fenicedautun: (Default)
[personal profile] fenicedautun
I've been thinking for a while about adding a question of the day to my lj every weekday I'm at work (as I don't tend to get on the computer when not), but I've procrastinated because I didn't know if anybody would want to answer. But then I decided I didn't care and I'd post anyways. For this particular question, if you want to post to your LJ, I'd love you forever as I REALLY want an answer that makes sense.

Before 1600, music was composed using the modal scales. After 1610, pretty much all music was composed in tonal scales (I believe the crossover was between 1603 and 1611, but please correct me if I'm wrong). Obviously, musicians were working continuously through this period, and switching from modal to tonal is relatively difficult, as it's all about what sounds "right". Given this, who invented the tonal system? Why did it gain such widespread and quick acceptance? Were there any contributing factors (political/economic/etc) that helped with this quick acceptance?

Date: 2006-06-28 11:12 pm (UTC)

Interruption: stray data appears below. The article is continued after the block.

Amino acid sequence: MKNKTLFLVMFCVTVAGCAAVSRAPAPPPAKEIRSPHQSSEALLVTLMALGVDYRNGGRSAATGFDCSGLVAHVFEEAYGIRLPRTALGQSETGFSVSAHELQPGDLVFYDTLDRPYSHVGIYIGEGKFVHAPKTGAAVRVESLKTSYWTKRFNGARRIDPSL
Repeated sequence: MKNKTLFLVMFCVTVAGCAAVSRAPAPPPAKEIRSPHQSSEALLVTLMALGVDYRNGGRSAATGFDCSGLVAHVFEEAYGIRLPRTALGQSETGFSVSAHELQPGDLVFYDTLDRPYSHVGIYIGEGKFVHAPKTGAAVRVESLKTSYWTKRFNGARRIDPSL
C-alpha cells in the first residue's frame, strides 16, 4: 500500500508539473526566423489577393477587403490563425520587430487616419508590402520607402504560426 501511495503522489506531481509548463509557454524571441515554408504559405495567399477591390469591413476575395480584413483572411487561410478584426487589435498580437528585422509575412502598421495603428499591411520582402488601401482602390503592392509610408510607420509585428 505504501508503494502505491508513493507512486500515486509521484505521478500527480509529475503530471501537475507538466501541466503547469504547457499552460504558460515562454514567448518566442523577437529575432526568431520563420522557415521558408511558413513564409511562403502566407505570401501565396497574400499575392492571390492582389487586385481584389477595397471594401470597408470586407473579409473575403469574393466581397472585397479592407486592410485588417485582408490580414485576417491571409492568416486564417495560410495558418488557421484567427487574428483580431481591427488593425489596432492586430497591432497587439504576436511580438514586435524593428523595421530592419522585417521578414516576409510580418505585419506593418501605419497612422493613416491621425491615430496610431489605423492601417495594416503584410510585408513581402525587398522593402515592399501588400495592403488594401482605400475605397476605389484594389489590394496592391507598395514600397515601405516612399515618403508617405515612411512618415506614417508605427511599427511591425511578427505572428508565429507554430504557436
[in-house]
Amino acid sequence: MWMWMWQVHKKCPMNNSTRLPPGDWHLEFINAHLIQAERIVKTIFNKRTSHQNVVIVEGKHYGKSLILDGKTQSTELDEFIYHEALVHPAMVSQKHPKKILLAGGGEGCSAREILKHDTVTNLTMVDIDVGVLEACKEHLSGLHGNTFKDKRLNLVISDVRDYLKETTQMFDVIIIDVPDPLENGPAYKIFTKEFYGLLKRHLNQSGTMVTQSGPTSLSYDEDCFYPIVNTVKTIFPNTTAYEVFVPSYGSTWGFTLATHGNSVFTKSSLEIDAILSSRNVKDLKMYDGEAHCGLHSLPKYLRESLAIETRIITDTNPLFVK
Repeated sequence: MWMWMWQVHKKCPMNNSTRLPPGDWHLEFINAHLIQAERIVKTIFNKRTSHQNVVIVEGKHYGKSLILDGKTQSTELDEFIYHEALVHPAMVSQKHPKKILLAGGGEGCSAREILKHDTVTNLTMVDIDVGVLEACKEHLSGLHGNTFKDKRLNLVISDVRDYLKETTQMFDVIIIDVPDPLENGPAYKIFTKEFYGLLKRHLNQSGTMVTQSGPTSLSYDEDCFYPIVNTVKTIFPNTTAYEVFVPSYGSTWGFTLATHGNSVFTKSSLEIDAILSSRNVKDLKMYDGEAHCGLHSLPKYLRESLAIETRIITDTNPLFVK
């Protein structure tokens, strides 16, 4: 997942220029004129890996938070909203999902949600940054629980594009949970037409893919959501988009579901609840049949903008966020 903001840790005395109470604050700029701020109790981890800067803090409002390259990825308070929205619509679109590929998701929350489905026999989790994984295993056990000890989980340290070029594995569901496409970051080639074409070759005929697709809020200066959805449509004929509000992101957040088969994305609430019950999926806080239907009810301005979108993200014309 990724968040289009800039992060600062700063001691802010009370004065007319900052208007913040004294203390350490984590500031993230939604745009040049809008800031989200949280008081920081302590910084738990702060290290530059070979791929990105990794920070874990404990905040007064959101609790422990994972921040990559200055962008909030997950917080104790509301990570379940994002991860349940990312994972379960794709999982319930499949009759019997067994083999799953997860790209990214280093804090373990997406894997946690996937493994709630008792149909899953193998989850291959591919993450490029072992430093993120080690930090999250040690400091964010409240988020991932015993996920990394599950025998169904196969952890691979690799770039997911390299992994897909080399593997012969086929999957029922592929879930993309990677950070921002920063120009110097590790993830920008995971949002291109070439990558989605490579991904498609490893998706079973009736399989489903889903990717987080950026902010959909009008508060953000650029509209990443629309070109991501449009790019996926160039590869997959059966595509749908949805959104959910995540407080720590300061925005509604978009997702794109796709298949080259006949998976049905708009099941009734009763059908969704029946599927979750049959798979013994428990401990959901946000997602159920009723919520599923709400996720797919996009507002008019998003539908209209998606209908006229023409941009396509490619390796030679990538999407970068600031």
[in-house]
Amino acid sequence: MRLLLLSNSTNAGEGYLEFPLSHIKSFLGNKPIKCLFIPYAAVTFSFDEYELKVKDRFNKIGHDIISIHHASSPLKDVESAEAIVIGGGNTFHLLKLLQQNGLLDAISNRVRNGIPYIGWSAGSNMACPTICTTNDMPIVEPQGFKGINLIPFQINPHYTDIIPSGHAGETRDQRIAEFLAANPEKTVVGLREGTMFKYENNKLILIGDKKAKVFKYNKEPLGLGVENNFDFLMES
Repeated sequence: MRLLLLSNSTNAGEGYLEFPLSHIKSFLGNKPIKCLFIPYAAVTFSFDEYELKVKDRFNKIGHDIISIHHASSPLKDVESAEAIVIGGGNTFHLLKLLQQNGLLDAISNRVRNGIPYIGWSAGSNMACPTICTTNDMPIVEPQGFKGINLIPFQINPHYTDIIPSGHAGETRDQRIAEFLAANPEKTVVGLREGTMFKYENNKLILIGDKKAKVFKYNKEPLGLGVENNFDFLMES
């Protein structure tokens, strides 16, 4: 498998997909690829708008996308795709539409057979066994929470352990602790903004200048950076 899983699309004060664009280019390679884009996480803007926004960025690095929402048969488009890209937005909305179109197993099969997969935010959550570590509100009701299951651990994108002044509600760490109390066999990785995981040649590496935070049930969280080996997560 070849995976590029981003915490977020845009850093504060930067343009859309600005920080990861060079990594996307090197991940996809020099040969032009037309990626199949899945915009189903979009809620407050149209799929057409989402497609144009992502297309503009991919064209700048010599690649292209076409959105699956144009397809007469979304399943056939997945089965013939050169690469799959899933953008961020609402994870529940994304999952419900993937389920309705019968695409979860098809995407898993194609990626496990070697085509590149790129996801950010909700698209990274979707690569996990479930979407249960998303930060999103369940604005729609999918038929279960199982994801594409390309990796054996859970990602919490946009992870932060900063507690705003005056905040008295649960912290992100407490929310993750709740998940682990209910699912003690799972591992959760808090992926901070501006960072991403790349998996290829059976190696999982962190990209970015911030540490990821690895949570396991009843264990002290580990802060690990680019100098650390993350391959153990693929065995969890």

From: [identity profile] sichling.livejournal.com
It's a good question - I haven't a clue, of course, but a good question.

And nice to see you post a bit :-)

Date: 2006-07-08 04:28 am (UTC)
macthud: (Default)
From: [personal profile] macthud
Hmmmmm... no wisdom from LiveJournalGenie?

Perhaps a followup posting to Usenet, or elsewhere on the web, or friends-of-friends...

Date: 2006-07-12 01:40 am (UTC)
From: [identity profile] jacflash.livejournal.com
You may find this to be a useful starting point.

Date: 2006-07-12 12:50 pm (UTC)
From: [identity profile] fenicedautun.livejournal.com

I have a feeling the answer is in there, but that they're writing about so many things that it gets obscured. Although I think the answer to the adoption question is actually that we just don't listen to any composer who wasn't "on the cutting edge" of the new music.


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